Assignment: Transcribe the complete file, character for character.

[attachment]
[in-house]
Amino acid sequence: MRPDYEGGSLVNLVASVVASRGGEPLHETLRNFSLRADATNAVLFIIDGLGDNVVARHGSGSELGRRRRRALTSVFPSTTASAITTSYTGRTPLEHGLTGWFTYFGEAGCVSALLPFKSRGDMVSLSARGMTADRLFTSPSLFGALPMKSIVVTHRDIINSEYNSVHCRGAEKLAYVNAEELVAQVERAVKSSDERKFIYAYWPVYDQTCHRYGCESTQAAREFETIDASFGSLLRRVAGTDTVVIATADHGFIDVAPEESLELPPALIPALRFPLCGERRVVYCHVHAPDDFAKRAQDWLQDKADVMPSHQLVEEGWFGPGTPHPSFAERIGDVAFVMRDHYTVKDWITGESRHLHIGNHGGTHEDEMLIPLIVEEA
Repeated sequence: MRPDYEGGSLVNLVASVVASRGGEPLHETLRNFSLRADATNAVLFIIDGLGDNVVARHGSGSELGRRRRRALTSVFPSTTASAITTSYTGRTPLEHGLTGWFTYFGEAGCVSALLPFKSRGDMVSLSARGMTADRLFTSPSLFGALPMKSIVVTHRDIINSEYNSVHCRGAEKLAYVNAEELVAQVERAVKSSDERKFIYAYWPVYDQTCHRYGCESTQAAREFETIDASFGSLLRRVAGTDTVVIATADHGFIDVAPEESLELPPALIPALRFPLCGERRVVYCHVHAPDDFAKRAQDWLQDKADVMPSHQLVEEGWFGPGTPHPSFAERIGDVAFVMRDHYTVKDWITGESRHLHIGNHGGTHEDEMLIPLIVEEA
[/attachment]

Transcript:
[in-house]
Amino acid sequence: MRPDYEGGSLVNLVASVVASRGGEPLHETLRNFSLRADATNAVLFIIDGLGDNVVARHGSGSELGRRRRRALTSVFPSTTASAITTSYTGRTPLEHGLTGWFTYFGEAGCVSALLPFKSRGDMVSLSARGMTADRLFTSPSLFGALPMKSIVVTHRDIINSEYNSVHCRGAEKLAYVNAEELVAQVERAVKSSDERKFIYAYWPVYDQTCHRYGCESTQAAREFETIDASFGSLLRRVAGTDTVVIATADHGFIDVAPEESLELPPALIPALRFPLCGERRVVYCHVHAPDDFAKRAQDWLQDKADVMPSHQLVEEGWFGPGTPHPSFAERIGDVAFVMRDHYTVKDWITGESRHLHIGNHGGTHEDEMLIPLIVEEA
Repeated sequence: MRPDYEGGSLVNLVASVVASRGGEPLHETLRNFSLRADATNAVLFIIDGLGDNVVARHGSGSELGRRRRRALTSVFPSTTASAITTSYTGRTPLEHGLTGWFTYFGEAGCVSALLPFKSRGDMVSLSARGMTADRLFTSPSLFGALPMKSIVVTHRDIINSEYNSVHCRGAEKLAYVNAEELVAQVERAVKSSDERKFIYAYWPVYDQTCHRYGCESTQAAREFETIDASFGSLLRRVAGTDTVVIATADHGFIDVAPEESLELPPALIPALRFPLCGERRVVYCHVHAPDDFAKRAQDWLQDKADVMPSHQLVEEGWFGPGTPHPSFAERIGDVAFVMRDHYTVKDWITGESRHLHIGNHGGTHEDEMLIPLIVEEA